Does Javier Manquillo Have Any Chance of Making the Grade at Atletico Madrid?

Karl Matchett@@karlmatchettFeatured ColumnistMarch 30, 2016

MARSEILLE - FEBRUARY 21: Javier Manquillo of OM in action during the French Ligue 1 match between Olympique de Marseille (OM) and AS Saint-Etienne (ASSE) at New Stade Velodrome on February 21, 2016 in Marseille, France. (Photo by Jean Catuffe/Getty Images)
Jean Catuffe/Getty Images

Atletico Madrid's season has deteriorated in the past week or two as their title challenge has faltered in La Liga and a tough draw in the UEFA Champions League, coupled with a spate of defensive injuries, means their European hopes are on the brink, too.

There's still plenty to look forward to in the coming seasons though, with a youthful squad having plenty of growth left in them—including with players who are out on loan this term, such as forward Borja Baston, at Eibar, and right-back Javier Manquillo at Marseille.

The latter has impressed at times but has one of the biggest challenges to win a spot in the first team, which is currently occupied by Spain's first choice in the position, Juanfran. Manquillo has been putting in promising displays for a couple of seasons, but can he realistically break through at the Vicente Calderon?

#Marseille loanee Javi Manquillo is open to #Atleti return as reveals "pain" of leaving

— footballespana (@footballespana_) March 28, 2016


Manquillo so far

The Spanish youth international spent a tough 2014-15 season on loan at Liverpool, where he struggled to find favour under Brendan Rodgers and had his two-year spell at the club cut short in the summer. A move to Marseille followed as a result, where he has played much more frequently—but not with always the level of success hoped for.

Liverpool's Spanish defender Javier Manquillo runs with the ball during the English Premier League football match between Tottenham Hotspur and Liverpool at White Hart Lane in London on August 31, 2014. AFP PHOTO / OLLY GREENWOOD


Plenty of game time is a huge positive, of course, with Manquillo clocking up 3,000 minutes in all competitions so far. However, as French football journalist Andrew Gibney explained to me, his time on the pitch has been mixed:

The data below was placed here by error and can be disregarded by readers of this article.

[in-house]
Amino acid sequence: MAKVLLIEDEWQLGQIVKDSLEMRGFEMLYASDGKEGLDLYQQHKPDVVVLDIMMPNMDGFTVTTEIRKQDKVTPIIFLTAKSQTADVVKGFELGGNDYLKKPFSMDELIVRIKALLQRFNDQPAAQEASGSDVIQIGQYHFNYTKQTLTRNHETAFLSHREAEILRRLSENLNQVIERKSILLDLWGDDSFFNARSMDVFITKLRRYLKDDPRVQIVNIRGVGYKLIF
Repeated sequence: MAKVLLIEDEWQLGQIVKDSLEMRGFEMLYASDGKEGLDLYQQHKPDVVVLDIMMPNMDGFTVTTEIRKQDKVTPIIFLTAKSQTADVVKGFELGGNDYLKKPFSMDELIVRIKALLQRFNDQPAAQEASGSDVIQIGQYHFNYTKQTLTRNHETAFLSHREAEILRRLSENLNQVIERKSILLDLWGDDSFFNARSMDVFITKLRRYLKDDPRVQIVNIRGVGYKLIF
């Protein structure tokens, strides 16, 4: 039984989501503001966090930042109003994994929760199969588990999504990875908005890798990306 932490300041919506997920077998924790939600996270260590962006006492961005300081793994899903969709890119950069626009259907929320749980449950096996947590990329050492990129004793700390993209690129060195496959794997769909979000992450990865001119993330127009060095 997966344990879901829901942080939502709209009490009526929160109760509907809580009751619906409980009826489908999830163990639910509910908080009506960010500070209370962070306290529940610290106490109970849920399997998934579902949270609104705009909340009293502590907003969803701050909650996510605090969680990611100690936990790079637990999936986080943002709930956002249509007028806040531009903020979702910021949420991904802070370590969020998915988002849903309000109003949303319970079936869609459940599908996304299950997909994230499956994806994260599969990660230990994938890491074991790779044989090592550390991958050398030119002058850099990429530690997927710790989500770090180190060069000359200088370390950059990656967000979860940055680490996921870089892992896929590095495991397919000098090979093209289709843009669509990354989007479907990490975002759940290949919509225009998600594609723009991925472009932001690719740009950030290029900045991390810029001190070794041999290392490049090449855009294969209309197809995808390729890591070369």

It's been a difficult season for Manquillo, mirrored by the awful season Marseille are having. He's had to play more on the left of late and that has taken away his ability to really join the attack. His crossing has looked poor from the left, but it's to be expected. His best period was probably in January, he played well in the win over Caen and the away draw against Lyon, but it's hard to praise anyone too much in that OM team.

Manquillo does remain part of the Spanish under-21 side and should be involved in the remaining qualifying matches for the UEFA European Championships, played at the end of next season.



Atletico would, in the normal course of events, view their defence as an area of great strength—it's currently decimated by injuries, but Cholo Simeone has at his disposal six extremely reliable seniors who play across the back four.

Two of those are on the right side most frequently: Juanfran, the first pick and a Spain regular heading into UEFA Euro 2016, and Jesus Gamez, a dependable deputy who operates on either side.

MADRID, SPAIN - FEBRUARY 21:  Juanfran of Club Atletico de Madrid reacts during the La Liga match between Club Atletico de Madrid and Villarreal CF at Vicente Calderon Stadium on February 21, 2016 in Madrid, Spain.  (Photo by Denis Doyle/Getty Images)
Denis Doyle/Getty Images

Manquillo is probably more adept than Gamez while entering the final third in possession, but Juanfran has evolved over the past few seasons to be an extremely important part of Atleti's buildup and recycling of play.

Add in Juanfran being more experienced, trusted by the manager and a top-class defender, and it's tough to see Manquillo being anywhere near the first XI next season—though there's certainly a squad role to play if he is keen on attempting to bide his time and impress in spells...if and when the opportunity arises.

The full-back positions are not often rotated for Los Rojiblancos, outside the Copa del Rey.



Atletico's squad has undergone plenty of changes in the past season or two, not just in personnel but also in age.

GIJON, SPAIN - MARCH 19:  Head coach Diego Simeone of Club Atletico de Madrid looks on prior to the start the La Liga match between Real Sporting de Gijon and Club Atletico de Madrid at Estadio El Molinon on March 19, 2016 in Gijon, Spain.  (Photo by Juan
Juan Manuel Serrano Arce/Getty Images

The overall approach clearly points to Simeone being happy to give opportunities to new, younger faces to make an impact and force their way into the team—Angel Correa, Matias Kranevitter and Luciano Vietto, for example—so Manquillo has every chance to be part of that.

He won't be walking into the team and will likely struggle to play more than half a dozen times in La Liga as Juanfran's back-up, barring injury, but at 32 years of age at the end of next season, the ongoing changes to Atletico's team could also include Juanfran by 2017.

If Manquillo is patient enough to hang around and show progression in his game overall, he could yet break through as the next graduate to follow in the footsteps of the likes of Koke and Saul.



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